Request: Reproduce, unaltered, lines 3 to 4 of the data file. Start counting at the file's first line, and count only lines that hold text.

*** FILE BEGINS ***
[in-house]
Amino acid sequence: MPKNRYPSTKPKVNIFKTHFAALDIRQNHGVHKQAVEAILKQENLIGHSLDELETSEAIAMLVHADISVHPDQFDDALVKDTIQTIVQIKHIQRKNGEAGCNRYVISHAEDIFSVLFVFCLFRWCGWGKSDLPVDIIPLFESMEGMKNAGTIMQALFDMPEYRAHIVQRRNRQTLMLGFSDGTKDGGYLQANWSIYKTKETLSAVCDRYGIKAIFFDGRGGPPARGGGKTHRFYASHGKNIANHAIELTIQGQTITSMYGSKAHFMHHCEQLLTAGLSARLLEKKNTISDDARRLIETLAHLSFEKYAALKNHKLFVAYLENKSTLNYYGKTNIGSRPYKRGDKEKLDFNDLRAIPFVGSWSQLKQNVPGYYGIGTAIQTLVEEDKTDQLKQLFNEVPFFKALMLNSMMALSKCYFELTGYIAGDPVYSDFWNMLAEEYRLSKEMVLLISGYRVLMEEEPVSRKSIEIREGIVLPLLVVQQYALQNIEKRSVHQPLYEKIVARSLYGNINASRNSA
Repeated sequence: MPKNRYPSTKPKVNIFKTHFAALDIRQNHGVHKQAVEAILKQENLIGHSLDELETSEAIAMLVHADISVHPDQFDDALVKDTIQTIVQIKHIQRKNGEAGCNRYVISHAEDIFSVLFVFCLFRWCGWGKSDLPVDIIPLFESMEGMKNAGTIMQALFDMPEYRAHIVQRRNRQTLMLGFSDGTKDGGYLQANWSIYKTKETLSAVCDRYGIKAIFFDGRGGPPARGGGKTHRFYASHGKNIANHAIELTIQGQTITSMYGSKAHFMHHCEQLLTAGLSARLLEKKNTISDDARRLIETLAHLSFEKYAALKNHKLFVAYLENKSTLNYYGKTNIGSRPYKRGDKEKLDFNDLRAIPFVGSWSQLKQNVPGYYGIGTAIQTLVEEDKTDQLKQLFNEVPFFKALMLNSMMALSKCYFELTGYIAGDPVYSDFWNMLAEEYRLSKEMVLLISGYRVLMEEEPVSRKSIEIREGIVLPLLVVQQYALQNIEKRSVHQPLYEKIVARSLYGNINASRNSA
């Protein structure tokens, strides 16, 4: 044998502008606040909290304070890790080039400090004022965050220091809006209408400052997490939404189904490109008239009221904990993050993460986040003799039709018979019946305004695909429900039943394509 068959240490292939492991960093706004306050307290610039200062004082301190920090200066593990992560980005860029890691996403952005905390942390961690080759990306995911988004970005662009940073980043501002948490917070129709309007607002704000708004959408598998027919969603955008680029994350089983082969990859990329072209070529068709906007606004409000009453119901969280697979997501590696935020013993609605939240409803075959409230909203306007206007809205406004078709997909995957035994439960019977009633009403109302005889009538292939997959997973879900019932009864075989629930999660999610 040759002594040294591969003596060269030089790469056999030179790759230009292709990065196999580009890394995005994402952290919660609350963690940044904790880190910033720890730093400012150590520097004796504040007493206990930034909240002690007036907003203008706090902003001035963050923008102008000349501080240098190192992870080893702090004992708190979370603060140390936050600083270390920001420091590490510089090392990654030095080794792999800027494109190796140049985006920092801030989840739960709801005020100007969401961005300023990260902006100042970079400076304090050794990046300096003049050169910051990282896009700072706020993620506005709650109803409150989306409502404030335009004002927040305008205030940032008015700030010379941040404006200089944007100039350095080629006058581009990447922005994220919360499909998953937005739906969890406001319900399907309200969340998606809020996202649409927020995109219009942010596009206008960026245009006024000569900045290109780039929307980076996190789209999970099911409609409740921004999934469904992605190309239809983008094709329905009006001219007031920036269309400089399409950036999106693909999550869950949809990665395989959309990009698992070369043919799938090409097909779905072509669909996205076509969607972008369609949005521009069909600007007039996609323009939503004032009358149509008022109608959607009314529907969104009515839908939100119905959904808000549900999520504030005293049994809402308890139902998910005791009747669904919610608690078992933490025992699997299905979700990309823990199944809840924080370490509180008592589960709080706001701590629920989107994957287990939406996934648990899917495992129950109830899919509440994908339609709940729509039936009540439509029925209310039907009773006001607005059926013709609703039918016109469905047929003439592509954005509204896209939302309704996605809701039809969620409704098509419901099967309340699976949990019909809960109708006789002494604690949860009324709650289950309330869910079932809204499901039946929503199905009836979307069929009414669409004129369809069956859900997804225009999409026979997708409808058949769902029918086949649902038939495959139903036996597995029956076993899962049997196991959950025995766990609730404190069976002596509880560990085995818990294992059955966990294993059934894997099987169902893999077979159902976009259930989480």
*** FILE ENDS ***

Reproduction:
Repeated sequence: MPKNRYPSTKPKVNIFKTHFAALDIRQNHGVHKQAVEAILKQENLIGHSLDELETSEAIAMLVHADISVHPDQFDDALVKDTIQTIVQIKHIQRKNGEAGCNRYVISHAEDIFSVLFVFCLFRWCGWGKSDLPVDIIPLFESMEGMKNAGTIMQALFDMPEYRAHIVQRRNRQTLMLGFSDGTKDGGYLQANWSIYKTKETLSAVCDRYGIKAIFFDGRGGPPARGGGKTHRFYASHGKNIANHAIELTIQGQTITSMYGSKAHFMHHCEQLLTAGLSARLLEKKNTISDDARRLIETLAHLSFEKYAALKNHKLFVAYLENKSTLNYYGKTNIGSRPYKRGDKEKLDFNDLRAIPFVGSWSQLKQNVPGYYGIGTAIQTLVEEDKTDQLKQLFNEVPFFKALMLNSMMALSKCYFELTGYIAGDPVYSDFWNMLAEEYRLSKEMVLLISGYRVLMEEEPVSRKSIEIREGIVLPLLVVQQYALQNIEKRSVHQPLYEKIVARSLYGNINASRNSA
């Protein structure tokens, strides 16, 4: 044998502008606040909290304070890790080039400090004022965050220091809006209408400052997490939404189904490109008239009221904990993050993460986040003799039709018979019946305004695909429900039943394509 068959240490292939492991960093706004306050307290610039200062004082301190920090200066593990992560980005860029890691996403952005905390942390961690080759990306995911988004970005662009940073980043501002948490917070129709309007607002704000708004959408598998027919969603955008680029994350089983082969990859990329072209070529068709906007606004409000009453119901969280697979997501590696935020013993609605939240409803075959409230909203306007206007809205406004078709997909995957035994439960019977009633009403109302005889009538292939997959997973879900019932009864075989629930999660999610 040759002594040294591969003596060269030089790469056999030179790759230009292709990065196999580009890394995005994402952290919660609350963690940044904790880190910033720890730093400012150590520097004796504040007493206990930034909240002690007036907003203008706090902003001035963050923008102008000349501080240098190192992870080893702090004992708190979370603060140390936050600083270390920001420091590490510089090392990654030095080794792999800027494109190796140049985006920092801030989840739960709801005020100007969401961005300023990260902006100042970079400076304090050794990046300096003049050169910051990282896009700072706020993620506005709650109803409150989306409502404030335009004002927040305008205030940032008015700030010379941040404006200089944007100039350095080629006058581009990447922005994220919360499909998953937005739906969890406001319900399907309200969340998606809020996202649409927020995109219009942010596009206008960026245009006024000569900045290109780039929307980076996190789209999970099911409609409740921004999934469904992605190309239809983008094709329905009006001219007031920036269309400089399409950036999106693909999550869950949809990665395989959309990009698992070369043919799938090409097909779905072509669909996205076509969607972008369609949005521009069909600007007039996609323009939503004032009358149509008022109608959607009314529907969104009515839908939100119905959904808000549900999520504030005293049994809402308890139902998910005791009747669904919610608690078992933490025992699997299905979700990309823990199944809840924080370490509180008592589960709080706001701590629920989107994957287990939406996934648990899917495992129950109830899919509440994908339609709940729509039936009540439509029925209310039907009773006001607005059926013709609703039918016109469905047929003439592509954005509204896209939302309704996605809701039809969620409704098509419901099967309340699976949990019909809960109708006789002494604690949860009324709650289950309330869910079932809204499901039946929503199905009836979307069929009414669409004129369809069956859900997804225009999409026979997708409808058949769902029918086949649902038939495959139903036996597995029956076993899962049997196991959950025995766990609730404190069976002596509880560990085995818990294992059955966990294993059934894997099987169902893999077979159902976009259930989480």